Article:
COMFORT IS ANOTHER REALM ALTOGETHER AND, TOO OFTEN, OUTDOORSMEN THINK COMFORT ITEMS IN THEIR KIT ARE MORE IMPORTANT THAN THE ABSOLUTE NECESSITIES.
In a small kit, whether it’s homemade or store bought, the hardest thing to accomplish is shelter. This is considered “cover” in the book of Cs. The most basic and compact cover a person could have is a reflective Mylar space blanket (thermal heat sheet), which is a little larger than a deck of playing cards when it’s packed. This is also the most difficult to set up, because the slightest breeze can have you chasing the reflective “kite” around in the wilderness.
Erecting this shelter is one skill you should learn and practice—for your own sake and perhaps to help another. Try setting one up by yourself in a lean-to shape. There are no grommets in these compact shelters, so use small, smooth stones, acorns or coins. Alternatively, cut the ends off a green branch to put the item in the corners and bind them with cordage to make tie-off points. This will be secure, but not bomb proof.
If you have two trees to tie off to and plenty of cordage, you are ahead of the game, but practice setting this shelter up “free standing”— that is, without trees or terrain features to tie off to. Cut and set small, dry or green branches, waist high, as the tie off points, much like a backpacker would use trekking poles. Set them up first. Then pull your Mylar sheet back tight
and let the force keep the support sticks taut by anchoring them back to tie-off points. If possible, add one smooth support stick underneath for extra headroom and to shed snow and water more efficiently.
These heat sheets are cheap enough to practice with, even if you tear one or two in the process. If you can’t master this, you’ll need another solution for your shelter.
With a long fire in front of the space blanket shelter (one long step away), a warm shelter is accomplished. But ground insulation is the name of the game. As part of my “cover,” I also bring along one large trash bag for stuffing with debris for my mattress. It is important to smash it down, slowly, and then fill it some more. I generally use a torso-sized pad when backpacking, so a large trash bag is not as important to me.
Set the whole shelter up, maybe facing southeast to get the most of that first morning light and heat (in some environments, this is not too important). Work with the terrain: If there is a “perfect” survival camp spot with a good wood supply, water and a large boulder for providing heat reflection and a windbreak, call that home for the night!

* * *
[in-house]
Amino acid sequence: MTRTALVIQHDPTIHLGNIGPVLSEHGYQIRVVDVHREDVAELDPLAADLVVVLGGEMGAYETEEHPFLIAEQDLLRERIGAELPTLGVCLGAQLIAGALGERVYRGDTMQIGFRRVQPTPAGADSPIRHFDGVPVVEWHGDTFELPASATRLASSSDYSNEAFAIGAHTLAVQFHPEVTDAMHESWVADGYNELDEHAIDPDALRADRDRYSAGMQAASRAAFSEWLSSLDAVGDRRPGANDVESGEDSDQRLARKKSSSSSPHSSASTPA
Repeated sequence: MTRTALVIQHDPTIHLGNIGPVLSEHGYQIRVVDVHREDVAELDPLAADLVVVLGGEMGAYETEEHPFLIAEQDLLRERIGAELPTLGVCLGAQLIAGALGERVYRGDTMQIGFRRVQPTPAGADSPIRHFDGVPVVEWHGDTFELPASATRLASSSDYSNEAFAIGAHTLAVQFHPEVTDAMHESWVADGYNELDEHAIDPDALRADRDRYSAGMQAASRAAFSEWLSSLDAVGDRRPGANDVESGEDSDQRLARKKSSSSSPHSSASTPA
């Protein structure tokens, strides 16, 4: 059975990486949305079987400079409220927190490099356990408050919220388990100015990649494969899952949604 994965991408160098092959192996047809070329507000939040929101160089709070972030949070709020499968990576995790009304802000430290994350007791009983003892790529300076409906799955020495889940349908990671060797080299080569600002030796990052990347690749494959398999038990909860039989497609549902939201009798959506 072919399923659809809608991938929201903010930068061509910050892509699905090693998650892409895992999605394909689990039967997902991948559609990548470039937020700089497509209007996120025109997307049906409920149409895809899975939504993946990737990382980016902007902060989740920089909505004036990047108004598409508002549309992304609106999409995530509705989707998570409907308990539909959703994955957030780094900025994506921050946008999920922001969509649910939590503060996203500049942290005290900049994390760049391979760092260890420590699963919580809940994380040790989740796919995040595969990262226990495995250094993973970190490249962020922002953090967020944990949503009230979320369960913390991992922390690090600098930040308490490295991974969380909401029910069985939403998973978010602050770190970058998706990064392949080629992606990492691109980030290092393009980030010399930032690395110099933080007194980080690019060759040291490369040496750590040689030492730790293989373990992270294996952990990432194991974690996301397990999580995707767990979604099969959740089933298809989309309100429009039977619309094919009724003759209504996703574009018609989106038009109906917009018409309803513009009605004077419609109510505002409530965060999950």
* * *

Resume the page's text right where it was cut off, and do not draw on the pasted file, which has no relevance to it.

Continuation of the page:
Because this will be the main place you keep your survival gear, make sure it is durable nylon, polyester or leather. Mat Gillenwater of Reliance Leather Works makes some of the best traditional possibles pouches for wilderness carry I have seen. I have found leather to be a very good choice for use in snow and rain, because it is more weather resistant than people think. Nylon or open-top pouches will get saturated in bad weather, but most of the gear mentioned in the 10 Cs list doesn’t require protection from water. Naturally, tinder, matches or lighters need to be kept dry, but ferrocerium rods will work, even when they’re wet.
I try to avoid zippers in the outdoors, because they will eventually fail. However, the Izula Gear pouches from Randall’s Adventure & Training have been some of my new “go-to” pouches, because they’re built with what I call “debris-proof” zippers. I haven’t been able to make them malfunction yet, even in snow, dirt and grit. They come in orange and OD green and are just the right size to bring just the necessities. In winter, when I wear several layers of clothing, I use the over-the-shoulder-style pouches. During the summer, I tend to use belt pouches, because they are easy to access with only my shirt covering them.
Safe hydration is a matter of boiling water in a metal container—and in the warmer months, this is a pain in the butt! Boiling and drinking water when it is hot is pretty miserable. I always have iodine tablets, which have proven to work, even when drinking water gathered from a river with bathing water buffalos in the Philippines or sloth guts in Peru. I have two leather pouches that hold a small metal cup I made from a Vienna sausage can that weighs a fraction of an ounce.
I always keep a tube of Carmex for all types of things—mainly for rubbing into dry cotton balls for a fire accelerant, lip and wound protection, and lubricating into bow-drill sockets. The tube is soft and gets smaller as it is used, making room in the pouch for more tinder gathered off the ground. I also keep a small, ceramic sharpener for edged tools and a stick of fatwood, with perhaps a folded piece of foil as additions to my 10 Cs.
Get out there and try it. Survival should not be taken lightly. Practice should not be dismissed because you own a pre-packed survival kit. In the world of survival, there is no graduation day!
Besides the 10 “Cs” of survival, the author uses these small items for camping and survival. Most important is iodine for water purification.
Opposite page, top: This kit is based on the popular 10 “Cs” of survivability—but with a few changes: The canvas sail needle has been substituted for cotton balls. Notice two cutting tools, two containers, two types of cover and two types of cordage. Right: One leather pouch used by the author. It holds a small, aluminum cup for boiling water.
Above: This is author Bolieu’s personal pouch and cutting tool for even the harshest weather. The leather is quite resilient, and the flap covers the kit contents.
Randall’s Adventure & Training pouches are available in two colors and can be purchased either with kit contents or empty.
The author has regularly camped with this kit, adding a water reservoir to it along the way.
A simple, compact set of tools—such as a folding saw and fixed-blade knife—is just about all a person needs for most seasons. Skill will help a person get along with just these two cutting tools. Both will fit into cargo pants pockets, or the sheath knife could be attached to a belt.